The Rights of Private Property: An Essay
DON’T TREAD ON ME! I JOIN THE TEA PARTY????
Claudia and I have a small farm located in the “Rural Tier” of Prince George’s County. It’s a beautiful patch of rolling hills, fields and woods. Now suppose the County decided that this was an ideal spot for a waste transfer station. We would fight it tooth and nail, legally and politically. I’m not a big fan of eminent domain. We’ve paid our mortgage for many years, not to mention real estate taxes. And we don’t want to lose our home or despoil this natural paradise. My yellow flag with snake is up: Don’t Tread on Me. And government, don’t tell us to spend $20,000 to pave our gravel driveway. And don’t tell us to chop down the Russian olive trees because it’s an invasive species. A local hive keeper says the honey bees like Russian olive flowers. And don’t tread on our property. Get permission first. After all, the 5th Amendment to the Constitution says, “No person shall be . . .nor shall private property be taken for publicuse, without just compensation.”
Do I sound like a member of the Tea Party? Not quite and here is why. Let’s say that your neighborhood electric utility company (NEUC) has a coal burning power plant. The plant produces a great deal of toxic ash which contains arsenic, chromium, lead, cadmium, etc.. This ash has to go somewhere. So the company uses property it owns for an ash landfill. Unfortunately it’s a few hundred yards from your home. Unfortunately, EPA has failed to designate this ash as a hazardous waste and your state environmental agency is….on the lax side. So the ash is not covered and whenever the wind kicks up the ash blows onto your property, i.e. onto your porch, picnic table, and into your garden. Maybe it even collects on your rug. (See previous post).
Now the Tea Party crowd might say that the power company should be free to use its own property without restriction. But here’s the rub; what the company does on its property impacts your property — and may do so in a way
that could harm the health of your family and reduce the value of your property. You might regard the ash that blows onto your land as a form of trespass, chemical trespass. By trespassing (rather than investing in controls) the company is able to cut its costs and boosts its profits — at your expense!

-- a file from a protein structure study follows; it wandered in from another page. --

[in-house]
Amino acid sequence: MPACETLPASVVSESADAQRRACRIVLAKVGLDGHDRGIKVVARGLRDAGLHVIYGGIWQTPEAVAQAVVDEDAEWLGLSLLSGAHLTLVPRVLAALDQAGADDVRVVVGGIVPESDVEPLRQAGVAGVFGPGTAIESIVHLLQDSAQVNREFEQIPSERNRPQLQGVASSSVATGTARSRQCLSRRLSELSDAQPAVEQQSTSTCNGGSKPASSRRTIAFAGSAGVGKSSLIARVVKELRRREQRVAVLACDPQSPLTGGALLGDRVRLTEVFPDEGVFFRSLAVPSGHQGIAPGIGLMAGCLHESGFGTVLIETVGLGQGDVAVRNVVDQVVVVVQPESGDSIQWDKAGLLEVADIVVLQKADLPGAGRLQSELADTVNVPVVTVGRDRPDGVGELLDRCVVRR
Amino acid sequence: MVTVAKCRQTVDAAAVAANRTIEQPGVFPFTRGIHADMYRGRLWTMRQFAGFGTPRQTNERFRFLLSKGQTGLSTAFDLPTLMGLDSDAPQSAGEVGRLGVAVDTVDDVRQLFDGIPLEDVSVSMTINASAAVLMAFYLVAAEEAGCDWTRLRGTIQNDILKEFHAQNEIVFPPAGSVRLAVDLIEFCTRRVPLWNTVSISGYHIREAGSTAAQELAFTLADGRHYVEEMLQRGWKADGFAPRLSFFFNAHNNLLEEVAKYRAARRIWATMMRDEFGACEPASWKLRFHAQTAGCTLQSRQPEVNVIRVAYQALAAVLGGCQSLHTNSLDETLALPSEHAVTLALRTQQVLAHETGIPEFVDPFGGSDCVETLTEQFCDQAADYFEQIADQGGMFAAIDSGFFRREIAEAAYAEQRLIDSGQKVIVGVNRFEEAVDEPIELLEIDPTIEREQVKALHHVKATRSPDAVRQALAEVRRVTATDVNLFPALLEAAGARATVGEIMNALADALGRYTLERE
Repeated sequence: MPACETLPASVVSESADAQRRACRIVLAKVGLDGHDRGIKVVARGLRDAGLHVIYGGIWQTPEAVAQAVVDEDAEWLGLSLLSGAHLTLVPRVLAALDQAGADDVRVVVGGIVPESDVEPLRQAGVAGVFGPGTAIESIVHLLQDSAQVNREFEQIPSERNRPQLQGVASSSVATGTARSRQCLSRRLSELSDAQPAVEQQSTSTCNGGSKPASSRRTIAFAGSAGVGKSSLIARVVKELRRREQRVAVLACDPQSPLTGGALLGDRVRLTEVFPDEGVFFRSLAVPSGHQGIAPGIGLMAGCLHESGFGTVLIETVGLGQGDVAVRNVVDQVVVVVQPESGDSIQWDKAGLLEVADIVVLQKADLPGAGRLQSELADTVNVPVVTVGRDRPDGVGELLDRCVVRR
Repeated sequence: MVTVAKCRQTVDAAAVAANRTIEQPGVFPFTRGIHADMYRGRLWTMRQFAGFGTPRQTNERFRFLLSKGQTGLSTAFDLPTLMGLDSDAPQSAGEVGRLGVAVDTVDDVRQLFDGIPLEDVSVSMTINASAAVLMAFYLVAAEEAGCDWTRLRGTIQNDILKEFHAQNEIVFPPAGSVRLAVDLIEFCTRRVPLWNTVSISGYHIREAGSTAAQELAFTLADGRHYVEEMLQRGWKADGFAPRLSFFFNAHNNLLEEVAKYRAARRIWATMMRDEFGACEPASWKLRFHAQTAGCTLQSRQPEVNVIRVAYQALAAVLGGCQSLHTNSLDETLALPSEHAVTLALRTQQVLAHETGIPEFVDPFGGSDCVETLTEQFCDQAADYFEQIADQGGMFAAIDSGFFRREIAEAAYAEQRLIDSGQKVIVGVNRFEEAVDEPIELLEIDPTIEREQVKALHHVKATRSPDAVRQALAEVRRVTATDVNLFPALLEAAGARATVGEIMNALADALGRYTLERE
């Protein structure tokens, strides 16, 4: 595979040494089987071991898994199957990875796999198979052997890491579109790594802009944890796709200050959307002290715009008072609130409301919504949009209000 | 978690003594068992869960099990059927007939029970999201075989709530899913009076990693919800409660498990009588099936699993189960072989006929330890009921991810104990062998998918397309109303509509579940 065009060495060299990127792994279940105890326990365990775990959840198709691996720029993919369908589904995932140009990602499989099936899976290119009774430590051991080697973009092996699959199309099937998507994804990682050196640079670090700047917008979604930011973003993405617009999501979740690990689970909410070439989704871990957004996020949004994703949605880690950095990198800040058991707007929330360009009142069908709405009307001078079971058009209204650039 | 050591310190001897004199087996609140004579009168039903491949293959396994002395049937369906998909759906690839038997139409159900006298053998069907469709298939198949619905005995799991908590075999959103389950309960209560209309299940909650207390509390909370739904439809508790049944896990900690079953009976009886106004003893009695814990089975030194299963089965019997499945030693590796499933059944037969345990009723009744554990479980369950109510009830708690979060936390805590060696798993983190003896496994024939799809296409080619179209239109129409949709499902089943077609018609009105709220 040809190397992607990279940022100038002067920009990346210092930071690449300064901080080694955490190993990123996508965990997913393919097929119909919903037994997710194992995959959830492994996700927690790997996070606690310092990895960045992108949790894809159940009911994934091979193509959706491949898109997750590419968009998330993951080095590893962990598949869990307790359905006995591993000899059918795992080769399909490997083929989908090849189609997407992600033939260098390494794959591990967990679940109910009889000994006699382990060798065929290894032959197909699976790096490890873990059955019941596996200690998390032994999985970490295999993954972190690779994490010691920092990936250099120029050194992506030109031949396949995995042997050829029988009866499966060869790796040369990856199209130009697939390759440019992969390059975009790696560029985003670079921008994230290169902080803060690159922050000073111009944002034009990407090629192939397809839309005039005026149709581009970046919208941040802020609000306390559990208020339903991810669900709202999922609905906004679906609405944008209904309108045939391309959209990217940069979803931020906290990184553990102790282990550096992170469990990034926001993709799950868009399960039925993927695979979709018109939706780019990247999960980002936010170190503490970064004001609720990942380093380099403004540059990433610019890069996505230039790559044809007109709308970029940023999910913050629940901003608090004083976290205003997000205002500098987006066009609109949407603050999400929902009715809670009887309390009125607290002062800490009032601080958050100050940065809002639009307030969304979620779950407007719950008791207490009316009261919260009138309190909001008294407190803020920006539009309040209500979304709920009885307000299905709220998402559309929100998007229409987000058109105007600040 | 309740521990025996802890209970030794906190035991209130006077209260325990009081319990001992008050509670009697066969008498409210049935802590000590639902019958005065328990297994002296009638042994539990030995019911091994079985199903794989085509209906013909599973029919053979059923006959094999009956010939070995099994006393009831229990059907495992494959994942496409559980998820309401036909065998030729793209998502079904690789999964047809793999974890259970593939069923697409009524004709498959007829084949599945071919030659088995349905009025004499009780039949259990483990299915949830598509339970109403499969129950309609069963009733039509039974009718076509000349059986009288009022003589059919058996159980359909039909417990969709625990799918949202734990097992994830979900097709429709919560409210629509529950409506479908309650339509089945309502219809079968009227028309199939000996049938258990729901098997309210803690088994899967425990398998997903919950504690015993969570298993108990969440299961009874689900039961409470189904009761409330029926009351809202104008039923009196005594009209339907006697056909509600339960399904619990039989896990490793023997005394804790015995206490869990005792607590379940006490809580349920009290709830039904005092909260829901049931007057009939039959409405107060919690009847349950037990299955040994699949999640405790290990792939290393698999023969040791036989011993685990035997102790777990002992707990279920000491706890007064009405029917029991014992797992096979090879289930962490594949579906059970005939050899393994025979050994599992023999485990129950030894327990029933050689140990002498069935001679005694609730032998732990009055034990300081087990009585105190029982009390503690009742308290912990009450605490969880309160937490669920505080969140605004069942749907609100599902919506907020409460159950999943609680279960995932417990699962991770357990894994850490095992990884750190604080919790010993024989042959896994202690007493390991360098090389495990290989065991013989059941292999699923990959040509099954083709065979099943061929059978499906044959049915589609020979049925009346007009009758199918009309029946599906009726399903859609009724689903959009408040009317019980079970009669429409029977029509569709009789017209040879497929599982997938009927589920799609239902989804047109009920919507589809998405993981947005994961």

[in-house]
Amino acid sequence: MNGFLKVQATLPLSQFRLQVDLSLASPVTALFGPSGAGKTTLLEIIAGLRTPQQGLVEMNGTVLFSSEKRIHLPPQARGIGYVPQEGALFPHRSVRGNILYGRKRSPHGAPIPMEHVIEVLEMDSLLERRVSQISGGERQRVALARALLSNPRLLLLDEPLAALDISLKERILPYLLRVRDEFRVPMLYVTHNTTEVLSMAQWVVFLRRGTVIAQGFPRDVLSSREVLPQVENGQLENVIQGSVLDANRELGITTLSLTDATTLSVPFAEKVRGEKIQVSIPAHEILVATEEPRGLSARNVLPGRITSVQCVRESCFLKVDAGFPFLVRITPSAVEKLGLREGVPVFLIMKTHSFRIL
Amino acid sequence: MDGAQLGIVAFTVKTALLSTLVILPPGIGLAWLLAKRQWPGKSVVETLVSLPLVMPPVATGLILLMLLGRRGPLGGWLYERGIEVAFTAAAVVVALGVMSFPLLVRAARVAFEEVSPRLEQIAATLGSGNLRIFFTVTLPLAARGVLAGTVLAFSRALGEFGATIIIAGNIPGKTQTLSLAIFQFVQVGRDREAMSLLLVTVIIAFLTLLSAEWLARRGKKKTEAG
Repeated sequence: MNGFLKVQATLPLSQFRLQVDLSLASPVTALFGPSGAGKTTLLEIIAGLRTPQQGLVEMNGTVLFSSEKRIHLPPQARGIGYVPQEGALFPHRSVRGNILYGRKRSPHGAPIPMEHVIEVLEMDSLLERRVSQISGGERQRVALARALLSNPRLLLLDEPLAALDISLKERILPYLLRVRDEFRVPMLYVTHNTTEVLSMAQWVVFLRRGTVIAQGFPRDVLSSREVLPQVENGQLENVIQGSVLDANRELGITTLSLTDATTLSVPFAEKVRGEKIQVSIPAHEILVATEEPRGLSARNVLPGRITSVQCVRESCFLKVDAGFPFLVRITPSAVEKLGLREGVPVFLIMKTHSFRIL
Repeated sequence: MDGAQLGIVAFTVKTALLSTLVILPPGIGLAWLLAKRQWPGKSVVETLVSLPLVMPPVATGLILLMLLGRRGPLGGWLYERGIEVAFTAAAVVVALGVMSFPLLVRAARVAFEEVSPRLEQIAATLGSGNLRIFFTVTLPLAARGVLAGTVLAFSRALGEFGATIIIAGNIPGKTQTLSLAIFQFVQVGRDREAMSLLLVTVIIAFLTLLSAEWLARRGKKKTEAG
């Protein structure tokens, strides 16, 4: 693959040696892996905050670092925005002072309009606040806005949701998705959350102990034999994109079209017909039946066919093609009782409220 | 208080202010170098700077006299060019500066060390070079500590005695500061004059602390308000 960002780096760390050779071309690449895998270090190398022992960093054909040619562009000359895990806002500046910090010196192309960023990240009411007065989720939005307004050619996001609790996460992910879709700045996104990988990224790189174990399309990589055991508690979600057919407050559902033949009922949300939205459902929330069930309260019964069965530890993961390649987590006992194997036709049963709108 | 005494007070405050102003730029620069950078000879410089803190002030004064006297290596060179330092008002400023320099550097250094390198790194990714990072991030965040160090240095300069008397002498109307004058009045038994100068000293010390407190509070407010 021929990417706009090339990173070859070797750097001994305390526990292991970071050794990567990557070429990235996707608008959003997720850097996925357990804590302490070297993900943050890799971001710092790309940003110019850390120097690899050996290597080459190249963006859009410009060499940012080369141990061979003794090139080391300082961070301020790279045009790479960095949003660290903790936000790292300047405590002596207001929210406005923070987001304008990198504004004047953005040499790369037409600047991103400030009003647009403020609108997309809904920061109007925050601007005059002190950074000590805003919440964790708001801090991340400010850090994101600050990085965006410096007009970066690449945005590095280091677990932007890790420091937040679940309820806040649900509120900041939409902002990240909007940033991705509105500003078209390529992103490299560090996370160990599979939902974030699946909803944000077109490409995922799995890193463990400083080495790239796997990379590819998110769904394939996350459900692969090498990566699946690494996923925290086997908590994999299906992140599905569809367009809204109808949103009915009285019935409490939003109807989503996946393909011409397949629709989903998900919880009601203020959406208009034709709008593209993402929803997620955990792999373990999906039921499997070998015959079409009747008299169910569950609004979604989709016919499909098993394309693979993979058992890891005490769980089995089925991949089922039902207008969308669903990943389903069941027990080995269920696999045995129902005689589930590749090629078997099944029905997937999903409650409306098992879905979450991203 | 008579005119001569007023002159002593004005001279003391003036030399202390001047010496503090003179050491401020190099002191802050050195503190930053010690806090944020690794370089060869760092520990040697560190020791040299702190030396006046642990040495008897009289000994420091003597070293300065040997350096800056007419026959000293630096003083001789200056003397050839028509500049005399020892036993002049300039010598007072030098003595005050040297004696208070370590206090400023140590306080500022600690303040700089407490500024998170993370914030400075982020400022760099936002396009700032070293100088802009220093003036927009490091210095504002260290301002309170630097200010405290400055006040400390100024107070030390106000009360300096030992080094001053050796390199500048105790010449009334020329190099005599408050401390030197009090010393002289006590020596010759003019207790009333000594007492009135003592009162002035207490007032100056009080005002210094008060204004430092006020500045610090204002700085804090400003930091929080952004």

No wonder big energy moguls including the Koch Brothers are funding the Tea Party to put property rights above human rights. See hilarious video / musical spoof of the Koch Brothers here.
Fracking and property rights: There is currently a boom in natural gas exploitation in the deep shale rock. For example, the Marcellus shale, rich in natural gas, covers parts of Pennsylvania, New York, Ohio and other states.
Hydraulic fracturing (aka fracking) is the use of pressurized fluid to form networks of cracks which allow the gas to be pulled up to the surface from thousands of feet down. The hydraulic fluid is filled with sand and chemicals (kept confidential as trade secrets); drillers even use diesel oil.
There have been many accidents and reports of contaminated drinking water in the areas where gas companies have drilled. Here are a few examples:
- Must See: PBS NOW Video with David Brancaccio interview with Josh Fox, filmmaker of the award winning documentary Gasland.
- See what some Pennsylvania farmers have to say about the damage to their properties from natural gas fracking. “The energy company treated my farm like a landfill.” “This has been nothing but hell for my family and neighbors,” said Ron Gulla, whose farm near Hickory was the second Marcellus Shale well drilled in the state. Exempted from Safe Drinking Water Act. Unfortunately, the level of state and federal regulation of fracking is limited and/or ineffective with some state governors e.g. Kasich (Ohio) are laying down a big cozy welcome mat for the natural gas industry.
But wait, it get’s worse: Pro Publica reports that gas companies are using a controversial legal tool called forced pooling to gain access to the gas that lies beneath private property–in many cases, without the landowners’ permission. Here is how it works according to Pro Publica: “Forced pooling compels holdout landowners to join gas-leasing agreements with their neighbors. The specific provisions of the laws vary from state to state, but drillers are generally allowed to extract minerals from a large area or “pool”–in most states a minimum of 640 acres–if leases have been negotiated for a certain percentage of that land. The company can then harvest gas from the entire area. In most cases, drillers aren’t allowed to build surface wells on unleased land, so they use horizontal wells or other means to collect the minerals beneath those parcels. Thirty-eight states have some form of forced pooling law.” As Joseph Todd, a resident of rural Big Flats, N.Y. had no choice but to allow gas exploitation below his property. Imagine his outrage when methane gas showed up in his drinking water well. He described forced pooling as “eminent domain for gas drillers,” in other words, seizure of homeowner property for corporate profit. Is this what the framers intended? Even Pennsylvania Governor Corbett, a big fan of fracking, is opposed to forced pooling as an infringement on property rights, in this case true to his conservative principles. http://www.propublica.org/article/forced-pooling-when-landowners-cant-say-no-to-drilling
The bottom line: While the Constitution, at least in theory, guarantees property rights to all citizens, it seems that the rights of big corporate powers, armed with lawyers, lobbyists, preempt the rights of individuals.